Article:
I think it is negligent to go to sea and not have at least a basic understanding of navigating without electronics. The ocean is featureless, and dangerous, it isn't like you can just pull over and ask for directions if you can't find your way.
The argument has been raised that you can always have enough redundancy for GPS that you don't need to know the basics, but that doesn't make any sense because it presumes that having a fix is all there is to navigation, and it isn't.
Go look at Bowditch, it devotes 5 chapters to electronic navigation, only one of which is for GPS, and another for chart plotting, 6 chapters are devoted to celestial navigation ... Gosh, I wonder what the other 26 chapters of the book are about ?
Yes I think you need to be accomplished in both. A we age we cannot fight the fact tha tecnology increases faster than we age and sometimes it means moderating our staid ideas of what is better/ right. Modern means using electrontics make help increase safety in leaps and bounds. It has its limitations and as some say false sense of secutiry built into using it, but if you recogize that, the prudet moder sailor can be adept in both.
BTW for most of us celestrail navagation is worthless and will continue to be IMHO and yes I was taught and once used it when crossing the Atlantic 37 year ago.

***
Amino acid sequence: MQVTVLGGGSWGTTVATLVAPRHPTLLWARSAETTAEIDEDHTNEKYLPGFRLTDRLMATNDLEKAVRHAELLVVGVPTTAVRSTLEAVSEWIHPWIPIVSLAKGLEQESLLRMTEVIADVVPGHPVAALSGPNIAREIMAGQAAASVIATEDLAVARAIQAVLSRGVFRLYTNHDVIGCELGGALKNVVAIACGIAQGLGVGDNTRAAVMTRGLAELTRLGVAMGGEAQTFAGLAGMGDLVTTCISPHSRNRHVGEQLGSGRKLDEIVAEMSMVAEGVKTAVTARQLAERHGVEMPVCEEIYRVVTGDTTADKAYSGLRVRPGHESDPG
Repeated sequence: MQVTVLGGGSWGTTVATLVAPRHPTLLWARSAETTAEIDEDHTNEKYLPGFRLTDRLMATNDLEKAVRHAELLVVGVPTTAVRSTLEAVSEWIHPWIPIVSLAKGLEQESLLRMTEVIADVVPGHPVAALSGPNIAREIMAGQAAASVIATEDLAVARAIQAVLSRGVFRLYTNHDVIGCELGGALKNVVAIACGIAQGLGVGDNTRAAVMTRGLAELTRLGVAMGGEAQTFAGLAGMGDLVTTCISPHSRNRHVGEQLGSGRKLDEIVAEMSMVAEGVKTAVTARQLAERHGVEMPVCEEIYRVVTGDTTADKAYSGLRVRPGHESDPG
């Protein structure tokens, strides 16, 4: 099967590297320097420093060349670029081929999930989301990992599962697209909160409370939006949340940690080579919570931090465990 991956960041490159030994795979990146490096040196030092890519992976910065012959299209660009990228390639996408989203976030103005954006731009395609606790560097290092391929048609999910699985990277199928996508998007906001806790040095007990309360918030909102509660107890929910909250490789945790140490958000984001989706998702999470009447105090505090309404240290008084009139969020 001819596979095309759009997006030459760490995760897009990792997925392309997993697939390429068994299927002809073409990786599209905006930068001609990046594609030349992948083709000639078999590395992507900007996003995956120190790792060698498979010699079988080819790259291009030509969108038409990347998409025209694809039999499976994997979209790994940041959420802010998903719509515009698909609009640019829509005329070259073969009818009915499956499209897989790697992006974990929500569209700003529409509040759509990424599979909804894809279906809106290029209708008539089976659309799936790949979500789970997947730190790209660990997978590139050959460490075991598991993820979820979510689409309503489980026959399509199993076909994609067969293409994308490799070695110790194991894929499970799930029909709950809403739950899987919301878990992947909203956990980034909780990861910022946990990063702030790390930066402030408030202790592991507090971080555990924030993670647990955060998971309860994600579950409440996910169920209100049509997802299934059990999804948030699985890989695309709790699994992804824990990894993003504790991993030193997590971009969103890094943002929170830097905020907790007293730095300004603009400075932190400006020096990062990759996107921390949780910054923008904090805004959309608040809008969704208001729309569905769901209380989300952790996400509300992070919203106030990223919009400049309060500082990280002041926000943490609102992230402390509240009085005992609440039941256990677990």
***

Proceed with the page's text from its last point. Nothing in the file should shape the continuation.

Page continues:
While I aree with the first couple of paragaphs, the Bowditch example is not really a good one. Theier last major change was 1995. hardly modern
The present volume, while retaining the basic format of the 1958 version, reorganizes the subjects, deletes obsolete text, and adds new material to keep pace with the extensive changes in navigation that have taken place in the electronic age.
This 1995 edition of the American Practical Navigator incorporates extensive changes in organization, format, and content. Recent advances in navigational electronics, communications, positioning, and other technologies have transformed the way navigation is practised at sea, and it is clear that even more changes are forthcoming. The changes to this edition of Bowditch are intended to ensure that this publication remains the premier reference work for practical marine navigation. Concerted efforts were made to return to Nathaniel Bowditch’s original intention "to put down in the book nothing I can’t teach the crew." To this end, many complex formulas and equations have been eliminated, and emphasis placed on the capabilities and limitations of various navigation systems and how to use them, instead of explaining complex technical and theoretical details. This edition replaces but does not cancel former editions, which may be retained and consulted as to navigation methods not discussed herein.
The former Volume II has been incorporated into the primary volume to save space and production cost. For similar reasons, the book is now published on a larger page size. These two changes allow the publisher to present a single, comprehensive navigation science reference which explains modern navigational methods while respecting traditional ones. The goal of the changes was to put as much useful information before the navigator as possible in the most understandable and readable format.